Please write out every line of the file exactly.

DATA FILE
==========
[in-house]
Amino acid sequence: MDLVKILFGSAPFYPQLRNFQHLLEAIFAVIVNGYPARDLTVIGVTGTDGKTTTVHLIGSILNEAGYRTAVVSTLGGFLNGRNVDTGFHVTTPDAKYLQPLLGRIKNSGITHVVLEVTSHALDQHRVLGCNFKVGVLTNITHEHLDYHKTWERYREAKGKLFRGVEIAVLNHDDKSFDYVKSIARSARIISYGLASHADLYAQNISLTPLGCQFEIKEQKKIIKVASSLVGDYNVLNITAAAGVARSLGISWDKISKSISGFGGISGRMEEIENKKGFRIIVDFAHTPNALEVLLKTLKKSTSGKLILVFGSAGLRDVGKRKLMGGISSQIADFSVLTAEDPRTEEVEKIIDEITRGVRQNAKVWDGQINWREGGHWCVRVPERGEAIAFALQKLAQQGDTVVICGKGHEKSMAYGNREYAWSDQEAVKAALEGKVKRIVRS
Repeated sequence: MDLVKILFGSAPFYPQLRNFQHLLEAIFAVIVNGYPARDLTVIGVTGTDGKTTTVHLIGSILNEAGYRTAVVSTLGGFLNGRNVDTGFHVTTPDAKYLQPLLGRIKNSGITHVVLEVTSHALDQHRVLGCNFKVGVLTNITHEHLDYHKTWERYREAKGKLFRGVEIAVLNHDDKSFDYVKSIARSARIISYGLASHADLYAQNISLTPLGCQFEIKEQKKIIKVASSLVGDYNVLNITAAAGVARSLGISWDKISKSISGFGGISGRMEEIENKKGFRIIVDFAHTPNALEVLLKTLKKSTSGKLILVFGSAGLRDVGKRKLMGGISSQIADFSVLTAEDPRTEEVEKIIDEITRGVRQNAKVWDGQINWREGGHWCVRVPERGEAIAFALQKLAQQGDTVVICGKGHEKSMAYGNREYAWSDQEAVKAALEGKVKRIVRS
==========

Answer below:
[in-house]
Amino acid sequence: MDLVKILFGSAPFYPQLRNFQHLLEAIFAVIVNGYPARDLTVIGVTGTDGKTTTVHLIGSILNEAGYRTAVVSTLGGFLNGRNVDTGFHVTTPDAKYLQPLLGRIKNSGITHVVLEVTSHALDQHRVLGCNFKVGVLTNITHEHLDYHKTWERYREAKGKLFRGVEIAVLNHDDKSFDYVKSIARSARIISYGLASHADLYAQNISLTPLGCQFEIKEQKKIIKVASSLVGDYNVLNITAAAGVARSLGISWDKISKSISGFGGISGRMEEIENKKGFRIIVDFAHTPNALEVLLKTLKKSTSGKLILVFGSAGLRDVGKRKLMGGISSQIADFSVLTAEDPRTEEVEKIIDEITRGVRQNAKVWDGQINWREGGHWCVRVPERGEAIAFALQKLAQQGDTVVICGKGHEKSMAYGNREYAWSDQEAVKAALEGKVKRIVRS
Repeated sequence: MDLVKILFGSAPFYPQLRNFQHLLEAIFAVIVNGYPARDLTVIGVTGTDGKTTTVHLIGSILNEAGYRTAVVSTLGGFLNGRNVDTGFHVTTPDAKYLQPLLGRIKNSGITHVVLEVTSHALDQHRVLGCNFKVGVLTNITHEHLDYHKTWERYREAKGKLFRGVEIAVLNHDDKSFDYVKSIARSARIISYGLASHADLYAQNISLTPLGCQFEIKEQKKIIKVASSLVGDYNVLNITAAAGVARSLGISWDKISKSISGFGGISGRMEEIENKKGFRIIVDFAHTPNALEVLLKTLKKSTSGKLILVFGSAGLRDVGKRKLMGGISSQIADFSVLTAEDPRTEEVEKIIDEITRGVRQNAKVWDGQINWREGGHWCVRVPERGEAIAFALQKLAQQGDTVVICGKGHEKSMAYGNREYAWSDQEAVKAALEGKVKRIVRS